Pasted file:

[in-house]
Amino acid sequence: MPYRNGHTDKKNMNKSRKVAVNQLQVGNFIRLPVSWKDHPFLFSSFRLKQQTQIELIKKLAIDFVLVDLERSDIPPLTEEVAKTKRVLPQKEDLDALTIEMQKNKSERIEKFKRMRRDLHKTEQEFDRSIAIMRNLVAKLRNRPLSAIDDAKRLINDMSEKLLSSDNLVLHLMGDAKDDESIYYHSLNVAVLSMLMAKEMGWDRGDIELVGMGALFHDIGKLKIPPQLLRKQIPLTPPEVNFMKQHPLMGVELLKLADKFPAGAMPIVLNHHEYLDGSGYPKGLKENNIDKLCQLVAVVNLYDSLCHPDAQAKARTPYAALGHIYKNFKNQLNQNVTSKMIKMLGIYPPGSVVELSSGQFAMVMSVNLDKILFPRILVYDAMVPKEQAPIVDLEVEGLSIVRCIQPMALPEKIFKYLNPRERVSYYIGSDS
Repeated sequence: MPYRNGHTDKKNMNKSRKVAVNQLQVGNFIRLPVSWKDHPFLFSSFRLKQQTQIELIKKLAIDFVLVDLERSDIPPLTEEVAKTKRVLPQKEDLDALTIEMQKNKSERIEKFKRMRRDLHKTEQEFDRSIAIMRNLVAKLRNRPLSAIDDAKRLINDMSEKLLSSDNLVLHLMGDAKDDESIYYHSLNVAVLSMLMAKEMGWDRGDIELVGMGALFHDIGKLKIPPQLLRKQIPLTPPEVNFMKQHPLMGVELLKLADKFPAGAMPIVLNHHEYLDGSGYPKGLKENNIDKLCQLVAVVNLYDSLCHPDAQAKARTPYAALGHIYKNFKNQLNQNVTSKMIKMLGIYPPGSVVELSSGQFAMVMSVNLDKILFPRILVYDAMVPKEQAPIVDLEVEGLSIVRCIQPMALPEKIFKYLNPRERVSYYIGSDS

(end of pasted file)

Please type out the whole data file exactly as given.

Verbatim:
[in-house]
Amino acid sequence: MPYRNGHTDKKNMNKSRKVAVNQLQVGNFIRLPVSWKDHPFLFSSFRLKQQTQIELIKKLAIDFVLVDLERSDIPPLTEEVAKTKRVLPQKEDLDALTIEMQKNKSERIEKFKRMRRDLHKTEQEFDRSIAIMRNLVAKLRNRPLSAIDDAKRLINDMSEKLLSSDNLVLHLMGDAKDDESIYYHSLNVAVLSMLMAKEMGWDRGDIELVGMGALFHDIGKLKIPPQLLRKQIPLTPPEVNFMKQHPLMGVELLKLADKFPAGAMPIVLNHHEYLDGSGYPKGLKENNIDKLCQLVAVVNLYDSLCHPDAQAKARTPYAALGHIYKNFKNQLNQNVTSKMIKMLGIYPPGSVVELSSGQFAMVMSVNLDKILFPRILVYDAMVPKEQAPIVDLEVEGLSIVRCIQPMALPEKIFKYLNPRERVSYYIGSDS
Repeated sequence: MPYRNGHTDKKNMNKSRKVAVNQLQVGNFIRLPVSWKDHPFLFSSFRLKQQTQIELIKKLAIDFVLVDLERSDIPPLTEEVAKTKRVLPQKEDLDALTIEMQKNKSERIEKFKRMRRDLHKTEQEFDRSIAIMRNLVAKLRNRPLSAIDDAKRLINDMSEKLLSSDNLVLHLMGDAKDDESIYYHSLNVAVLSMLMAKEMGWDRGDIELVGMGALFHDIGKLKIPPQLLRKQIPLTPPEVNFMKQHPLMGVELLKLADKFPAGAMPIVLNHHEYLDGSGYPKGLKENNIDKLCQLVAVVNLYDSLCHPDAQAKARTPYAALGHIYKNFKNQLNQNVTSKMIKMLGIYPPGSVVELSSGQFAMVMSVNLDKILFPRILVYDAMVPKEQAPIVDLEVEGLSIVRCIQPMALPEKIFKYLNPRERVSYYIGSDS